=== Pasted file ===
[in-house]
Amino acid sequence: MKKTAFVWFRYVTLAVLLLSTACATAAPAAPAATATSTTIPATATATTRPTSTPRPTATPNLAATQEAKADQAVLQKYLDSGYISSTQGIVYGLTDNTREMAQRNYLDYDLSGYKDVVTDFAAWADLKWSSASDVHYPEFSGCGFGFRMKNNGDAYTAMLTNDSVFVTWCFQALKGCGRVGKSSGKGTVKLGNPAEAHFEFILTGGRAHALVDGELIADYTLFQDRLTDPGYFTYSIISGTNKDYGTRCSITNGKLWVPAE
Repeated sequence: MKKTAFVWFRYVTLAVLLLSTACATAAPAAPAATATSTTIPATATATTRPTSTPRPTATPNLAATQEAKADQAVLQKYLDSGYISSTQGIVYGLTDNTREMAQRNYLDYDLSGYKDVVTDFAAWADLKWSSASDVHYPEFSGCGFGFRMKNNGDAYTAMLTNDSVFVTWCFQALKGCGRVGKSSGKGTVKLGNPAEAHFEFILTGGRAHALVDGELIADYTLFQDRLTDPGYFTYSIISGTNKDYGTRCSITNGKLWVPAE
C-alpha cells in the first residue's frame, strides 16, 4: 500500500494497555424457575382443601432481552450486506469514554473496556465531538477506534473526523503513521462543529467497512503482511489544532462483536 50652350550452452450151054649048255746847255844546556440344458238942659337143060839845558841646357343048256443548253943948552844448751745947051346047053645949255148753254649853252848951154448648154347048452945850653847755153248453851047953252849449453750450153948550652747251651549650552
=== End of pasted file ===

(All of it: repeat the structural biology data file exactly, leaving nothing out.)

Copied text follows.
[in-house]
Amino acid sequence: MKKTAFVWFRYVTLAVLLLSTACATAAPAAPAATATSTTIPATATATTRPTSTPRPTATPNLAATQEAKADQAVLQKYLDSGYISSTQGIVYGLTDNTREMAQRNYLDYDLSGYKDVVTDFAAWADLKWSSASDVHYPEFSGCGFGFRMKNNGDAYTAMLTNDSVFVTWCFQALKGCGRVGKSSGKGTVKLGNPAEAHFEFILTGGRAHALVDGELIADYTLFQDRLTDPGYFTYSIISGTNKDYGTRCSITNGKLWVPAE
Repeated sequence: MKKTAFVWFRYVTLAVLLLSTACATAAPAAPAATATSTTIPATATATTRPTSTPRPTATPNLAATQEAKADQAVLQKYLDSGYISSTQGIVYGLTDNTREMAQRNYLDYDLSGYKDVVTDFAAWADLKWSSASDVHYPEFSGCGFGFRMKNNGDAYTAMLTNDSVFVTWCFQALKGCGRVGKSSGKGTVKLGNPAEAHFEFILTGGRAHALVDGELIADYTLFQDRLTDPGYFTYSIISGTNKDYGTRCSITNGKLWVPAE
C-alpha cells in the first residue's frame, strides 16, 4: 500500500494497555424457575382443601432481552450486506469514554473496556465531538477506534473526523503513521462543529467497512503482511489544532462483536 50652350550452452450151054649048255746847255844546556440344458238942659337143060839845558841646357343048256443548253943948552844448751745947051346047053645949255148753254649853252848951154448648154347048452945850653847755153248453851047953252849449453750450153948550652747251651549650552